And when you read the reference to, “the merciless Indian Savages whose known rule of warfare, is an undistinguished destruction of all ages, sexes and conditions,” I hope that you will pause and consider scripture. Perhaps you will be surprised to read such offensive notions included in this civic, sacred text. The contrast is part of the tension our modern selves must grapple with and understand to be included in this historic declaration.
Our founding fathers aspired to be a nation set apart by the expectation of liberty for all, but all in 1776 meant the pursuit of happiness was sacred and reserved for a group that looked and acted like the revolutionary writers.
Would these same inalienable rights be ascribed to the Samaritans who rejected Jesus in today’s gospel? Would they be reserved for the people seeking a safe haven here today?
And still, people come to this country seeking the life described in the Declaration, to find a place in this land where God’s people practice the summary of the law that “you shall love your neighbor as yourself”. That is the promise that still draws people here, every minute of every day. People seeking a better life, to escape poverty or hopelessness, to seek safety and to perhaps find happiness.
This week, the haunting photograph of the bodies of Oscar Alberto Martinez Ramires and his nearly 2 year old daughter Valeria lying dead on the banks of the Rio Grande – remind us of what people will risk and how desperate they are to come. Theirs was a public grave and warning of a failed attempt to reach the safety of the shores and promise they hoped to find in Brownsville.
The photograph was discussed in the presidential debates this week to try to score political points and minimized by some at the border. What I have wondered since seeing that unforgettable photograph is what desperation had Oscar experienced in El Salvador that would cause anyone to enter a dangerous river carrying an infant daughter. What life were they fleeing so awful, hopeless, unsafe and scary that Oscar would risk his life and the life of his child – literally his future, to swim to our shores?
I don’t think that we will ever know. We do know that neither the US nor El Salvador nor any nation will have the benefit of the full lives or potential that God meant for Oscar or Valeria. What we do know, with the heaviest heart, is that the Ramireses were not the first nor will they be the last to perish trying to reach our shores and the promise proscribed in the Declaration of Independence nor the Constitution.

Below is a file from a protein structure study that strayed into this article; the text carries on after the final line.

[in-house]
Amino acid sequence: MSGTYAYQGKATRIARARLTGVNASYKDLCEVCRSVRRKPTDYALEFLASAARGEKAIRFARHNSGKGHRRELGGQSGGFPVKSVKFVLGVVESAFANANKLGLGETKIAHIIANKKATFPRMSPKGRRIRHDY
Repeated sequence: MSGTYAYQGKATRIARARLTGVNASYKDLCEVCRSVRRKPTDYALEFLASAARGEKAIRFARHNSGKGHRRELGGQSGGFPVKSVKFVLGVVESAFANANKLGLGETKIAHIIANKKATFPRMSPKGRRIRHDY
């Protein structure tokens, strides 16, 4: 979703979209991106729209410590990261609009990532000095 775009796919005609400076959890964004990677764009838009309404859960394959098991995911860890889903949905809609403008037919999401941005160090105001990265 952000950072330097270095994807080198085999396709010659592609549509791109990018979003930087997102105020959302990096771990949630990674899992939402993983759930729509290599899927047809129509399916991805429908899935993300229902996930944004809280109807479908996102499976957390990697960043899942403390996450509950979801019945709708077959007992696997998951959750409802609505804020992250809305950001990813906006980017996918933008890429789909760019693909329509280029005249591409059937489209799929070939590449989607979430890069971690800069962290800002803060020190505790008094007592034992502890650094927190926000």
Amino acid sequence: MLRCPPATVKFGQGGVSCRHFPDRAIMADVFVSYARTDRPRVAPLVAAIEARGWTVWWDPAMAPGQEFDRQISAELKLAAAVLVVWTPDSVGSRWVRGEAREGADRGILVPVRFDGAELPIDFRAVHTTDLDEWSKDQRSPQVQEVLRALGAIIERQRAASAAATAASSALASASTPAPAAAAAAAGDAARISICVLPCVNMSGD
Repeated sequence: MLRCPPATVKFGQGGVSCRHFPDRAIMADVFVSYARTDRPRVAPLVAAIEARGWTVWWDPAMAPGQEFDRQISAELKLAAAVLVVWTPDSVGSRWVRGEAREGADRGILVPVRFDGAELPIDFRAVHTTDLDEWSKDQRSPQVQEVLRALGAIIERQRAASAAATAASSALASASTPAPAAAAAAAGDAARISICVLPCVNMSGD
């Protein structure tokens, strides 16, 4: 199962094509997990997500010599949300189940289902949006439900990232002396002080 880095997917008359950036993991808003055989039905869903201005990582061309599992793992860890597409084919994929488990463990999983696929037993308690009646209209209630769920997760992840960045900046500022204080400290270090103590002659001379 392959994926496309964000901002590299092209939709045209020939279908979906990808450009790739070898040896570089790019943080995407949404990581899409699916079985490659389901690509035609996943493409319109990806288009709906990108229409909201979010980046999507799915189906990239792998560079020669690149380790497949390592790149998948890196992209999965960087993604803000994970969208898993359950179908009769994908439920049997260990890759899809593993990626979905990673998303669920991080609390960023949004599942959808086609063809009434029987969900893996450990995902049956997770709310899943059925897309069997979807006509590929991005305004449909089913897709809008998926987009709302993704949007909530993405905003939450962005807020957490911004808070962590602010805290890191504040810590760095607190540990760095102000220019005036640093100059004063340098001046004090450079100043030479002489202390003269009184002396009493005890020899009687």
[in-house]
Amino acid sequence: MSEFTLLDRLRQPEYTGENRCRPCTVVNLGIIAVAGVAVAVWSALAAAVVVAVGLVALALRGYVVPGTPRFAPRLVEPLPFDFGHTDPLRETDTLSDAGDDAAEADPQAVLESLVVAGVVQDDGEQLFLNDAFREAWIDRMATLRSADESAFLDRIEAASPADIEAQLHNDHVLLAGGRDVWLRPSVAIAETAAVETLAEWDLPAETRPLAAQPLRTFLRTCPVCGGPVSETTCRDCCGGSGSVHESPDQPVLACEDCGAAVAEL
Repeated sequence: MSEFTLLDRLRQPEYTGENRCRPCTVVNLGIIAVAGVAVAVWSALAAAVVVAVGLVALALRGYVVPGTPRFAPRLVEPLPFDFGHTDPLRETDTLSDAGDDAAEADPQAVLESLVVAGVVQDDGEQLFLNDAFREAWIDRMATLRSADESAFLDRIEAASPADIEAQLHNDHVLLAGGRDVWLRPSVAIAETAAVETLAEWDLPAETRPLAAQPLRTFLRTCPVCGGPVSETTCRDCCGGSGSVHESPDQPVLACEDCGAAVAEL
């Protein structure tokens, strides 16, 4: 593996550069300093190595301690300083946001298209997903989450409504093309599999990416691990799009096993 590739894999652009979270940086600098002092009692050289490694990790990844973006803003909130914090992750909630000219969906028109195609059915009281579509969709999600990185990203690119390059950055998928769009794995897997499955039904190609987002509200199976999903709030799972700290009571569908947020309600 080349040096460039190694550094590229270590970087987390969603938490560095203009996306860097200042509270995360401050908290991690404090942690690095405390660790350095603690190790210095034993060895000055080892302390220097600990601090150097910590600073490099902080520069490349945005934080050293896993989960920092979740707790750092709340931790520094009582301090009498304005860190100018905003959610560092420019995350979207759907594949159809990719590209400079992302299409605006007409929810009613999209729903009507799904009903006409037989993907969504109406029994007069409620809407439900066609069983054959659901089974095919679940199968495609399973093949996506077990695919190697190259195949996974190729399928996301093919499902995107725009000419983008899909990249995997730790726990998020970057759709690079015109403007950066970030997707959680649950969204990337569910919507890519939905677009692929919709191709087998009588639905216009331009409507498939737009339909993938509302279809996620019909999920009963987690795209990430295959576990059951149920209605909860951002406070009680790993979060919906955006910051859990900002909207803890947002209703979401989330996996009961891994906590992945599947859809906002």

On this precipice of Independence Day, as we revisit the story of the founding of this country and review the policies being carried out in our name, reading the newspaper in one hand and the bible in the other, I want to close with a bit more wisdom from our Episcopal brother in the Diocese of West Texas, Bishop Reed who reminds us:
“To be angry and resentful is easy, a reaction that takes little imagination. To become cynical is to reject the hope of Christ. To love and to care is much harder, requiring that we extend grace and mercy to one another and to our selves, but acting in love and choosing to care is the life into which we’ve been baptized. To love and to care is the Way of Christ, and the way of the Kingdom.”
This week as we try to live and act according to our faithful beliefs, let us do the hard work of love and actively choose to care. Because those are the actions that will lead us to the fruits of Living by the Spirit. Those are the actions that produce Love, Joy, and Peace. And Jesus teaches us that being guided by the Spirit is what is required and expected of each of us.
The Reverend Amy Whitcomb Slemmer, Esq.
Sermon for Sunday 10:30 am service, June 30, 2019 || All Saints Parish Brookline || Year C || 2 Kings 2:1-2, 6-14; Psalm 77; 1-2, 11-20; Galatians 5:1, 13-25; Luke 9:51-62 || The Rev. Amy Whitcomb Slemmer, Esq.